Nucleophosmin (NPM1) is the most frequently mutated gene in Acute Myeloid Leukemia (AML) patients and mutations lead to its aberrant cytoplasmatic accumulation in leukemic cells. Its C-terminal domain (CTD) is endowed with a globular structure consisting of a three-helix bundle in the wild type form that is disrupted by AML mutations. Our recent results demonstrate, unexpectedly and unequivocally, that regions of the CTD of NPM1 are prone to aggregate to amyloid states. Here we present novel studies, at solution as well as fibrillar states of a nonapeptide covering the 264–272 region of NPM1: this small fragment is the most amyloidogenic stretch of the entire protein and its conformational and aggregation properties were investigated through Circular Dichroism, Fluorescence spectroscopies, amyloid seeding assay (ASA), isothermal titration calorimetry (ITC) and electrospray ionization (ESI) mass analyses. Structural features of fibrils were investigated by means of Scanning Electron Microscopy (SEM) and Wide-Angle X-ray Scattering (WAXS). This study deepens the amyloid fibrillization process of a short stretch of the CTD likely involved in the propagative mechanism for NPMc+ cytoplasmatic accumulation in leukemogenesis.

Amyloid fibers deriving from the aromatic core of C-terminal domain of nucleophosmin 1

Scognamiglio P. L.;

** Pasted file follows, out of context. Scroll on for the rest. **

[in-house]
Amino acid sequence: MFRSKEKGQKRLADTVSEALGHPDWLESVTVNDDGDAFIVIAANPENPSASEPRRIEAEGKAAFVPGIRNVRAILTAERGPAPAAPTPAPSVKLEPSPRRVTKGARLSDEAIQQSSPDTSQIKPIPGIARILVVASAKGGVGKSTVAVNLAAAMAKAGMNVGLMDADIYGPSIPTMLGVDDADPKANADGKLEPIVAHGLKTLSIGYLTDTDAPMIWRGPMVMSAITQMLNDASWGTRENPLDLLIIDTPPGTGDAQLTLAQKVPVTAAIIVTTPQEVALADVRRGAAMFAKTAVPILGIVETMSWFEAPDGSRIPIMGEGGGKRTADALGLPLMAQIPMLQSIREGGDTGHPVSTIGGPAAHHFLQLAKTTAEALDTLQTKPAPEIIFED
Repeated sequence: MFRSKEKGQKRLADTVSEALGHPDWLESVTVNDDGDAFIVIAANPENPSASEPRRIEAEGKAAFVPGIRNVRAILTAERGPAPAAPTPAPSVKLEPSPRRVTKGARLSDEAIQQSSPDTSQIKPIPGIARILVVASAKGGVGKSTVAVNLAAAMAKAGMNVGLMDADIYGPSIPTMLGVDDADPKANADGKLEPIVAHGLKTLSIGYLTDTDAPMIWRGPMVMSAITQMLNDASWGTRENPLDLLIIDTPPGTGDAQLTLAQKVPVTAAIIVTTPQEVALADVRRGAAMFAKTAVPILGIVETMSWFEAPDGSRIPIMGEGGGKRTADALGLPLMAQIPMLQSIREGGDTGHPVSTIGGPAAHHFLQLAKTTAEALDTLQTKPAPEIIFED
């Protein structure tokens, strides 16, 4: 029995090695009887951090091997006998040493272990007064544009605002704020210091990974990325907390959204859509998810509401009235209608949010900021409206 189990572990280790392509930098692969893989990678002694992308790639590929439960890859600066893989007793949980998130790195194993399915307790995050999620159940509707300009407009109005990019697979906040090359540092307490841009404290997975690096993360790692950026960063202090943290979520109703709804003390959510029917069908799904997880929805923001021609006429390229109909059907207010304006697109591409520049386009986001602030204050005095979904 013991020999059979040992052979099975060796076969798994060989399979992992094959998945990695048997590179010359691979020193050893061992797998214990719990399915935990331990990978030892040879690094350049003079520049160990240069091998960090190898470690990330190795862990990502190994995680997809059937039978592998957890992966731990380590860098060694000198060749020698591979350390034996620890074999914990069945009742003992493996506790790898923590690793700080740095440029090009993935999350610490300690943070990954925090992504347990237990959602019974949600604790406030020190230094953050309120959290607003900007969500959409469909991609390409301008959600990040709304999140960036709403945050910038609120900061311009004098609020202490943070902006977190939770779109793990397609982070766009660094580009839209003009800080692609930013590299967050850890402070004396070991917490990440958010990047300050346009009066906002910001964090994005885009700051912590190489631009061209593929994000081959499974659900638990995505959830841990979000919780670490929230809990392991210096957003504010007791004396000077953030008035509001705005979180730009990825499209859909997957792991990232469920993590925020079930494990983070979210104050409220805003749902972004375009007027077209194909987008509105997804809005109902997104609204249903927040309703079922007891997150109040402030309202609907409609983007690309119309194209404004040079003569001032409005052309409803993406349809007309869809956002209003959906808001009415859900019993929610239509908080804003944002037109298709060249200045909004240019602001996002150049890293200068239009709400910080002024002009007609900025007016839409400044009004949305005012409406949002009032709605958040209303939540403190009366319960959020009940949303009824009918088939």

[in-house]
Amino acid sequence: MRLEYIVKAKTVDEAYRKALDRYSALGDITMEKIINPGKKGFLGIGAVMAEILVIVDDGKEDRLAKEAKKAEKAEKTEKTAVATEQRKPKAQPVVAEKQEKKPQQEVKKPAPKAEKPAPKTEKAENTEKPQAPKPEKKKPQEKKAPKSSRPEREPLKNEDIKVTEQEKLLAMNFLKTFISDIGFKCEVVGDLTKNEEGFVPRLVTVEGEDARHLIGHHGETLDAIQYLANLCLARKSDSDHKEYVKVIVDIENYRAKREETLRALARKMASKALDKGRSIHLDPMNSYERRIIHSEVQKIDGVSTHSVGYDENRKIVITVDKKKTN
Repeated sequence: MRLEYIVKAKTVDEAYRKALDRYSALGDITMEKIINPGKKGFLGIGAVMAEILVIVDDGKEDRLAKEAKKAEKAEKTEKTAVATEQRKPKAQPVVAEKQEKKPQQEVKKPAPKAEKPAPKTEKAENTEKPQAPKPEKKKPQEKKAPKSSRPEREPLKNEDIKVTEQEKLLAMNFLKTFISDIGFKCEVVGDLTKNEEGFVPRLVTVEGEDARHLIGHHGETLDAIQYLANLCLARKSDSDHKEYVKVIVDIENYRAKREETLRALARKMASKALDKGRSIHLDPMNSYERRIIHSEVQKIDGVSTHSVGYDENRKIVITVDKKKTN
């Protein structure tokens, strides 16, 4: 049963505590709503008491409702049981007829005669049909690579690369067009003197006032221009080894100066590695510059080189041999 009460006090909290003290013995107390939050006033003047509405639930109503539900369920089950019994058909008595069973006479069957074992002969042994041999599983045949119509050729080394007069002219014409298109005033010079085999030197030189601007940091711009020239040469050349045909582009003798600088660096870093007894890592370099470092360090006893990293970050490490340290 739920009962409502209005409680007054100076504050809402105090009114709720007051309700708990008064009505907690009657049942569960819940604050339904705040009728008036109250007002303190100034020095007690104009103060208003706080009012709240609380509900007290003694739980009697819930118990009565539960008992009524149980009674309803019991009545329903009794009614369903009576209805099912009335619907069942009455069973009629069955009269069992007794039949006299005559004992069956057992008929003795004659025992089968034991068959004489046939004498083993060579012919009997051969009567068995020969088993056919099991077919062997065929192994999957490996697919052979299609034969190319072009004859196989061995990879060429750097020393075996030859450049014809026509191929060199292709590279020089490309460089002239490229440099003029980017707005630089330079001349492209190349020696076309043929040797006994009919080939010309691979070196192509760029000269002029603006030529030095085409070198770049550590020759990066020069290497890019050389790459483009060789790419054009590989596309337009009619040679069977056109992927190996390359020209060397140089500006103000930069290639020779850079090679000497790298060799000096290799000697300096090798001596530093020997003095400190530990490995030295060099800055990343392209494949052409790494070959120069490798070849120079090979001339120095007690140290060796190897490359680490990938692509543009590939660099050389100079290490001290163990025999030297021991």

2019-01-01

Abstract

Nucleophosmin (NPM1) is the most frequently mutated gene in Acute Myeloid Leukemia (AML) patients and mutations lead to its aberrant cytoplasmatic accumulation in leukemic cells. Its C-terminal domain (CTD) is endowed with a globular structure consisting of a three-helix bundle in the wild type form that is disrupted by AML mutations. Our recent results demonstrate, unexpectedly and unequivocally, that regions of the CTD of NPM1 are prone to aggregate to amyloid states. Here we present novel studies, at solution as well as fibrillar states of a nonapeptide covering the 264–272 region of NPM1: this small fragment is the most amyloidogenic stretch of the entire protein and its conformational and aggregation properties were investigated through Circular Dichroism, Fluorescence spectroscopies, amyloid seeding assay (ASA), isothermal titration calorimetry (ITC) and electrospray ionization (ESI) mass analyses. Structural features of fibrils were investigated by means of Scanning Electron Microscopy (SEM) and Wide-Angle X-ray Scattering (WAXS). This study deepens the amyloid fibrillization process of a short stretch of the CTD likely involved in the propagative mechanism for NPMc+ cytoplasmatic accumulation in leukemogenesis.
2019
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Utilizza questo identificativo per citare o creare un link a questo documento: https://hdl.handle.net/11563/174160
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